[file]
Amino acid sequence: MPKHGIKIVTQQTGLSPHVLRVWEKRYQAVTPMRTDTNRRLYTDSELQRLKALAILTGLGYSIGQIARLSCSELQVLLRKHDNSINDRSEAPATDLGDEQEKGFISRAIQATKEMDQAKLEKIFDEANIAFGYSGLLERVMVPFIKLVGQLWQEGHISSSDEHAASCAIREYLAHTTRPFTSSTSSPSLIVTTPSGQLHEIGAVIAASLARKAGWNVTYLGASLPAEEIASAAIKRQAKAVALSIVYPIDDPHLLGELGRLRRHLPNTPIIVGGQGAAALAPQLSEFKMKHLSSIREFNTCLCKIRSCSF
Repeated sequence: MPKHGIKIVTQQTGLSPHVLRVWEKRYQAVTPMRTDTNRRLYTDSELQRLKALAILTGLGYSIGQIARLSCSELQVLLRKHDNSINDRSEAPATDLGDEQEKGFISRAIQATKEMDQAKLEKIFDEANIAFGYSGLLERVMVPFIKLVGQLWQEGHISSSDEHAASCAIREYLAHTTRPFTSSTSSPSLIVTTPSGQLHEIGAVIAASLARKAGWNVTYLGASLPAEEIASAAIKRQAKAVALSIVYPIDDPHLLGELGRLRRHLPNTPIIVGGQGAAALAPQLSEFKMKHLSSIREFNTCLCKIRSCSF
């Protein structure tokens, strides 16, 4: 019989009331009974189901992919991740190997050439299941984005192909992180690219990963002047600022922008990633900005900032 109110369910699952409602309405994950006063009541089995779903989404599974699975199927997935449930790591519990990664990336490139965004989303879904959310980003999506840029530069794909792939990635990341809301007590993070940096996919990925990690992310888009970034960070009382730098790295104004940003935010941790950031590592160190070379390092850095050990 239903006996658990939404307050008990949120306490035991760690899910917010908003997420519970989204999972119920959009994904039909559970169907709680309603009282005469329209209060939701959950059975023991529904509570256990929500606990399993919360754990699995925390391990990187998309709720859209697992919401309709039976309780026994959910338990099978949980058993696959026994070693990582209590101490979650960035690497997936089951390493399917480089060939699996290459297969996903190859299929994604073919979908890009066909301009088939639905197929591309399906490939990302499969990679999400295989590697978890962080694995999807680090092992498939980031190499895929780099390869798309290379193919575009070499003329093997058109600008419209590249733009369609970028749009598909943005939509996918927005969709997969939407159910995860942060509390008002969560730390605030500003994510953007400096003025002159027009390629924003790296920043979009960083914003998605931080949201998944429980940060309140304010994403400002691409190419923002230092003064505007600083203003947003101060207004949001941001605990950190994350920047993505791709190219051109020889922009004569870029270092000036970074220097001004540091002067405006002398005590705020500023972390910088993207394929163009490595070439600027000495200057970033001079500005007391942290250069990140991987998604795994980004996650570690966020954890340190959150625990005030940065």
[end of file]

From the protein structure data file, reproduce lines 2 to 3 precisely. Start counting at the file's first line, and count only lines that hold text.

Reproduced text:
Repeated sequence: MPKHGIKIVTQQTGLSPHVLRVWEKRYQAVTPMRTDTNRRLYTDSELQRLKALAILTGLGYSIGQIARLSCSELQVLLRKHDNSINDRSEAPATDLGDEQEKGFISRAIQATKEMDQAKLEKIFDEANIAFGYSGLLERVMVPFIKLVGQLWQEGHISSSDEHAASCAIREYLAHTTRPFTSSTSSPSLIVTTPSGQLHEIGAVIAASLARKAGWNVTYLGASLPAEEIASAAIKRQAKAVALSIVYPIDDPHLLGELGRLRRHLPNTPIIVGGQGAAALAPQLSEFKMKHLSSIREFNTCLCKIRSCSF
């Protein structure tokens, strides 16, 4: 019989009331009974189901992919991740190997050439299941984005192909992180690219990963002047600022922008990633900005900032 109110369910699952409602309405994950006063009541089995779903989404599974699975199927997935449930790591519990990664990336490139965004989303879904959310980003999506840029530069794909792939990635990341809301007590993070940096996919990925990690992310888009970034960070009382730098790295104004940003935010941790950031590592160190070379390092850095050990 239903006996658990939404307050008990949120306490035991760690899910917010908003997420519970989204999972119920959009994904039909559970169907709680309603009282005469329209209060939701959950059975023991529904509570256990929500606990399993919360754990699995925390391990990187998309709720859209697992919401309709039976309780026994959910338990099978949980058993696959026994070693990582209590101490979650960035690497997936089951390493399917480089060939699996290459297969996903190859299929994604073919979908890009066909301009088939639905197929591309399906490939990302499969990679999400295989590697978890962080694995999807680090092992498939980031190499895929780099390869798309290379193919575009070499003329093997058109600008419209590249733009369609970028749009598909943005939509996918927005969709997969939407159910995860942060509390008002969560730390605030500003994510953007400096003025002159027009390629924003790296920043979009960083914003998605931080949201998944429980940060309140304010994403400002691409190419923002230092003064505007600083203003947003101060207004949001941001605990950190994350920047993505791709190219051109020889922009004569870029270092000036970074220097001004540091002067405006002398005590705020500023972390910088993207394929163009490595070439600027000495200057970033001079500005007391942290250069990140991987998604795994980004996650570690966020954890340190959150625990005030940065």